611 West Second Street
Renowned Southern Illinois sketch artist Roscoe Misselhorn (1902-1997) has been called the Norman Rockwell of the Midwest. "I knew in the third grade that I wanted to be an artist," said Misselhorn. " Mattie Baird, my teacher, had us draw pictures of a chicken using little circles. She thought mine was the best and put it up on the blackboard." In high school he provided drawings for the yearbook, posters for events and sketches for friends, but he dropped out of school to work at a local store. After being rejected by the Art Institute of Chicago Misselhorn married a local teacher, Ruth Tritt, who encouraged him to continue to develop his talent. His perseverance paid off and he attended the St. Louis School of Fine Arts, now Washington University, for 3 years where he studied commercial art, advertising, letterhead design, and developed his cartooning skills.
After graduating Misselhorn did editorial cartoons for the Meyer-Both Syndicate in Chicago, a job he claimed paid for art school and models. Misselhorn published his first book, "Sketching in Pencil", in 1949 (and is still is in print today.) During his lifetime, Misselhorn published many other books including "A Portfolio of Pencil Sketches," "The Ozark Sketchbook," "American Steam Trains", "Misselhorn's Sketches of St. Louis," and "Illinois Sketches." His works have been exhibited at the Library of Congress, Brooklyn Museum, Carnegie Institute, St. Louis Art Museum, and museums and libraries in Kentucky and California. Misselhorn taught painting and drawing for Southern Illinois University-Carbondale and designed several murals including one in the Federal Reserve Bank of St. Louis, and the City Hall of Sparta and his work is in many public and private collections.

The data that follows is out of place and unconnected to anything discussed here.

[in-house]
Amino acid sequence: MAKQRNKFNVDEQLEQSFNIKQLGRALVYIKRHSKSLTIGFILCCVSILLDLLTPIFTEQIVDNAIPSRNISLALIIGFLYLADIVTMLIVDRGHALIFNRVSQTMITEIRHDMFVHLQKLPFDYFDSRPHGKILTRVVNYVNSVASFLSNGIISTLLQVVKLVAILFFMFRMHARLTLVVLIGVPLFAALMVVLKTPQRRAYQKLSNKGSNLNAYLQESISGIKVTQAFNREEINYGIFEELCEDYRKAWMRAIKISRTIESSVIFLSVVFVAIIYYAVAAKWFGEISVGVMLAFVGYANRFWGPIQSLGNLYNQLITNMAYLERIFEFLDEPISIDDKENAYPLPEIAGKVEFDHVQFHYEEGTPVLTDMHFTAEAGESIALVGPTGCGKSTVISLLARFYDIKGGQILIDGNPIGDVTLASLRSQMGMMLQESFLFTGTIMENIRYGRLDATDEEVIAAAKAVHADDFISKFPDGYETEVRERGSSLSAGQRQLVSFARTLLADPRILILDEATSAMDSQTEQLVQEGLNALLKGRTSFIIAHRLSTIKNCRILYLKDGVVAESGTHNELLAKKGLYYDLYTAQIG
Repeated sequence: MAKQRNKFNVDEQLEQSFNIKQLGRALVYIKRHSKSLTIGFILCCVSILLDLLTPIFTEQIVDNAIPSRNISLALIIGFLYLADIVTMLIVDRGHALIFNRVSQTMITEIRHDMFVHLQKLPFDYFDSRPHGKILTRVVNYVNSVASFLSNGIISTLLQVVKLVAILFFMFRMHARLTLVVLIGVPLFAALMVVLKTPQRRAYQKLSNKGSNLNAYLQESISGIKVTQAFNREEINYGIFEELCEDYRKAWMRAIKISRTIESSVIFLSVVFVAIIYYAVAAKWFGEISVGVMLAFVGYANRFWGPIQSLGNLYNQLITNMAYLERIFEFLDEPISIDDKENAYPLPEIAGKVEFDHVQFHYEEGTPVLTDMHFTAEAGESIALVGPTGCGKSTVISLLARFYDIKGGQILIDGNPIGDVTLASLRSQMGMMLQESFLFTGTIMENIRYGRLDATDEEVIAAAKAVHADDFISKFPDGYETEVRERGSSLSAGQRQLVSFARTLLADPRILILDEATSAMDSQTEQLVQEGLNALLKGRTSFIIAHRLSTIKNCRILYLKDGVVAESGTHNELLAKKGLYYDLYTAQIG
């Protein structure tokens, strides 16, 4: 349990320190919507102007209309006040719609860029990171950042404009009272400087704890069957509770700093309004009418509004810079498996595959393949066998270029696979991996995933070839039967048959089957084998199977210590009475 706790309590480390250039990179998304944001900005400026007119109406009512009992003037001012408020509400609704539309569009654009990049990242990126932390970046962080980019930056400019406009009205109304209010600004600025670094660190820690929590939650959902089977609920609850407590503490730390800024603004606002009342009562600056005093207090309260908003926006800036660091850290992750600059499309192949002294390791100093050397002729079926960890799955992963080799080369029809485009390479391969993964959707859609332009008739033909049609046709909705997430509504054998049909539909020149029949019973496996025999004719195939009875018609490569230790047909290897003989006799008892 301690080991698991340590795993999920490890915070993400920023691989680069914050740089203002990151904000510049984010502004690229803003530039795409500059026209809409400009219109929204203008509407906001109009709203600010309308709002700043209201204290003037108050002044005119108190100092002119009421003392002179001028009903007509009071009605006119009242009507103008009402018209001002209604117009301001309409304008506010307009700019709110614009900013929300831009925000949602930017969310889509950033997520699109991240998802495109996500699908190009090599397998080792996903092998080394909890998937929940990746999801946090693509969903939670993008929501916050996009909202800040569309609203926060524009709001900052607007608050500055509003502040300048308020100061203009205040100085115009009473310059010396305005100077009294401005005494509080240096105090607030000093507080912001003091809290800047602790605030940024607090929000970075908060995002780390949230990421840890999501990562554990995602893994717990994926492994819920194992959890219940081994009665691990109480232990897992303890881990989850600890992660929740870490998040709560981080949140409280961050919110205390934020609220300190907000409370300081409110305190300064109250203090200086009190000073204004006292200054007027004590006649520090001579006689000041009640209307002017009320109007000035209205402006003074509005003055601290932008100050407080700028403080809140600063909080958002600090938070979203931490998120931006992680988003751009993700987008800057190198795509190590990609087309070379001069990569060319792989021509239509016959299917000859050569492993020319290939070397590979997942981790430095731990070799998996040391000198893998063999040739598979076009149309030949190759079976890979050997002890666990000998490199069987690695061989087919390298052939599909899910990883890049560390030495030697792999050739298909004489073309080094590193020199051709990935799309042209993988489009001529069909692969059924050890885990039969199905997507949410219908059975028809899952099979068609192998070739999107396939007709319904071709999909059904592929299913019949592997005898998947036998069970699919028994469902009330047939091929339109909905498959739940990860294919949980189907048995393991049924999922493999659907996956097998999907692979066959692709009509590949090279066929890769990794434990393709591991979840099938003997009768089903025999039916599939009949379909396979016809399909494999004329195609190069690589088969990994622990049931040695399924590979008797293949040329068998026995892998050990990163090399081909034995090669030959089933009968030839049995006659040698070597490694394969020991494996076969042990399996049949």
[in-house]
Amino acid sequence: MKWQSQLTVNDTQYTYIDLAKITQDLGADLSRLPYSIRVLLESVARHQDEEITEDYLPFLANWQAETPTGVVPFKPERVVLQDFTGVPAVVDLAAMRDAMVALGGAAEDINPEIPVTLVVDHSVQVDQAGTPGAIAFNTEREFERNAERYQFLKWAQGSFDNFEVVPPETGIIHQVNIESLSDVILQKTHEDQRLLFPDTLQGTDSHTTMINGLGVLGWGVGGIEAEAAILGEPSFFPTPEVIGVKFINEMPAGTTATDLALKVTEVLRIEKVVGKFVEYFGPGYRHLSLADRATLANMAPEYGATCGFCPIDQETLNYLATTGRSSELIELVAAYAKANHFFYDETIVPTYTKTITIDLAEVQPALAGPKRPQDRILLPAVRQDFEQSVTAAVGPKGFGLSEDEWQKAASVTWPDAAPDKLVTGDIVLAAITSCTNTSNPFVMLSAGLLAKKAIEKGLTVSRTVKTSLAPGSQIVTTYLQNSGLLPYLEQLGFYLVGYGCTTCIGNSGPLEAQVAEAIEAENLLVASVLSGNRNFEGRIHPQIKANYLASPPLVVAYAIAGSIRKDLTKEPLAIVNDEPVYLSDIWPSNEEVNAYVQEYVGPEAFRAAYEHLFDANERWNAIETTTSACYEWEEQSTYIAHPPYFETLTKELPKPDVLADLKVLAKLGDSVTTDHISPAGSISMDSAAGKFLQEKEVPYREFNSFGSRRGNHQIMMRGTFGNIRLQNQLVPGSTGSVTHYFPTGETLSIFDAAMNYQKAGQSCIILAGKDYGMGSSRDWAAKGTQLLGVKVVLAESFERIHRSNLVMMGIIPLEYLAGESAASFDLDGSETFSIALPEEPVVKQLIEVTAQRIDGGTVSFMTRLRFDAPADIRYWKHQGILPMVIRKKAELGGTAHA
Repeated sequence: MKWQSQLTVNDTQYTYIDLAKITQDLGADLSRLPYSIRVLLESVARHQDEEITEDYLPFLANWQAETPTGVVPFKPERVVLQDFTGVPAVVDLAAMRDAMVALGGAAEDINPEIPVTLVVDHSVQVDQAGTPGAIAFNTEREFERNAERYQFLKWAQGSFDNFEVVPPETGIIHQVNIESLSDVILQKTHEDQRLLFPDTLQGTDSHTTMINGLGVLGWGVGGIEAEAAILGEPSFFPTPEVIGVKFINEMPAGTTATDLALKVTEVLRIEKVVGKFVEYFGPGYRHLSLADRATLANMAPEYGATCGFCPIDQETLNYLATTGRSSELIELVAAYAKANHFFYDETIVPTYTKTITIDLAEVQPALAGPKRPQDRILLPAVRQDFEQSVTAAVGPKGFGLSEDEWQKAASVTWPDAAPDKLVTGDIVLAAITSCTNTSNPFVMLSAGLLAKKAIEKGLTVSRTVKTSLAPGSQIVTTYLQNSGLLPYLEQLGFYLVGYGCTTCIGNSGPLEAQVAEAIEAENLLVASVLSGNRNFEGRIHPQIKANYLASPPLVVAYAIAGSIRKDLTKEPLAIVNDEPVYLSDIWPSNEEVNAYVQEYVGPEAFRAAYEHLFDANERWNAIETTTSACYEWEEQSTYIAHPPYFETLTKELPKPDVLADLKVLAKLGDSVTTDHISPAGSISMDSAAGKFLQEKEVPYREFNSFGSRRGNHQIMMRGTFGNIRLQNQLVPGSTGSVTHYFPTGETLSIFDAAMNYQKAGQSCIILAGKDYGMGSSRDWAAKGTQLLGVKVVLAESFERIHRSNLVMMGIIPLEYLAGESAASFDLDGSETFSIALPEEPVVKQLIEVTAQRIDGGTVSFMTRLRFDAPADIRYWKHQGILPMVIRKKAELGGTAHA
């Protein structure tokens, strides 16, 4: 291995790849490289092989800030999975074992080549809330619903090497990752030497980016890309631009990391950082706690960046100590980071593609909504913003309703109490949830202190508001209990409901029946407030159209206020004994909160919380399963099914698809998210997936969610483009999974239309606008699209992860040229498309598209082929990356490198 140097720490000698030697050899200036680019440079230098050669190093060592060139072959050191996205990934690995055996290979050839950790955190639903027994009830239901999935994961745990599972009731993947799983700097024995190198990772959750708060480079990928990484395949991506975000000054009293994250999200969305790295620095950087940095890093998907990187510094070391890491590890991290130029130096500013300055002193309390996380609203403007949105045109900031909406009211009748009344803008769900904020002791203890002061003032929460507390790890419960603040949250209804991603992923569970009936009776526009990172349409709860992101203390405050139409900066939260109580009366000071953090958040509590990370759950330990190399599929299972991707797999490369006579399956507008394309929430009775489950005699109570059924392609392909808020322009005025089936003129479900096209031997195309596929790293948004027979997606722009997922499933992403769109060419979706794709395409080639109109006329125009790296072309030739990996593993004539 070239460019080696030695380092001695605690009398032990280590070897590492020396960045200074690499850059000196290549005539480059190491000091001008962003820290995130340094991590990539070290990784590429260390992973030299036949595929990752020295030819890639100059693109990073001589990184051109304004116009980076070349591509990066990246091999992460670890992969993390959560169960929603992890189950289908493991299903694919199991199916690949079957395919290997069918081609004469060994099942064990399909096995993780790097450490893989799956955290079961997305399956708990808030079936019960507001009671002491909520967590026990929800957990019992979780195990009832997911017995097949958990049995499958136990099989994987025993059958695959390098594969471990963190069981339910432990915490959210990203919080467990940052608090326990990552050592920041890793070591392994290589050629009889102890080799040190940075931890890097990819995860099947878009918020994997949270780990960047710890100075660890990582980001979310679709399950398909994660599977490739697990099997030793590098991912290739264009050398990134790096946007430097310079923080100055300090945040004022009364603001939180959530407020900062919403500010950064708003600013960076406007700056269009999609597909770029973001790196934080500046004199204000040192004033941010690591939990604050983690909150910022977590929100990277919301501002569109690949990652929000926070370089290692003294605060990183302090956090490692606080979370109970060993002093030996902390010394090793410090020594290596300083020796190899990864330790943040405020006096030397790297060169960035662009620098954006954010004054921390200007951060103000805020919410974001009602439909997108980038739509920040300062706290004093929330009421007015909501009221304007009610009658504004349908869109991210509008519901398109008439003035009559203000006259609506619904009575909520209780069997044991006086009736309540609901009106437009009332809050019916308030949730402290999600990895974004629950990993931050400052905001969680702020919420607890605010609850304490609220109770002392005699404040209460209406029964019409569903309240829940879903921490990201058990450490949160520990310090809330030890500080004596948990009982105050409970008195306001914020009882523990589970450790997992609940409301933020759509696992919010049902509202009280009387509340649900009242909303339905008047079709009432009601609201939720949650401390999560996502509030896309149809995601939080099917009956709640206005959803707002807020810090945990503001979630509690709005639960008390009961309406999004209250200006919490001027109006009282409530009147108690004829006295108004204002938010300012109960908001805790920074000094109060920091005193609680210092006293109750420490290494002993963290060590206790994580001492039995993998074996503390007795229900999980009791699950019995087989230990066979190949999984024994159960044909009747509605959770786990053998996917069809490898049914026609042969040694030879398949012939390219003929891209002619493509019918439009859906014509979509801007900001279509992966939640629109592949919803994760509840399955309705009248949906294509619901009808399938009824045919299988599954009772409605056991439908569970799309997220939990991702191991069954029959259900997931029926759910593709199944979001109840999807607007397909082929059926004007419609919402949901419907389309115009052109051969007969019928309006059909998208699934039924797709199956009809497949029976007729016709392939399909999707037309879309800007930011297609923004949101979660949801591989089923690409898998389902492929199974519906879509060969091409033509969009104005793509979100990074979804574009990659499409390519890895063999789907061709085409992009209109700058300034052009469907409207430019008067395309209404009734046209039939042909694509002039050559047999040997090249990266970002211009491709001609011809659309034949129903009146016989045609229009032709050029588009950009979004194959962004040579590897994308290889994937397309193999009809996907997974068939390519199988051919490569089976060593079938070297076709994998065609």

In 1988 the Misselhorn Art Foundation was established and oversees the collection of over 2000 sketches, paintings, block prints, ink drawings, cartoons, advertising art and much more. In 1992 the Foundation dedicated the Misselhorn Art Gallery located in the old GM&O train depot, which was a location for 1967 Oscar-winning Best Picture film "In the Heat of the Night." Upon his death in 1997, all Misselhorn drawings not held in private collections were bequeathed to this Gallery. The Gallery contains a collection of more than 2,000 of his sketches of steam locomotives, historical buildings, paddle wheelers, the historical town of Ste. Genevieve as well as exhibits by contemporary artists and a permanent exhibit of movie-making memorabilia related to "In the Heat of the Night." Six major exhibition categories of Misselhorn's work include Depot and Stops, Rural Industry, Coal Mines, Riverfront Life, Courthouses and Landmarks, and Monuments. The Gallery operates a gift shop that offers prints, mugs, and "In the Heat of the Night" memorabilia.
Open Saturday-Sunday 1-5pm
Free admission. Scholarship Fund donations welcome.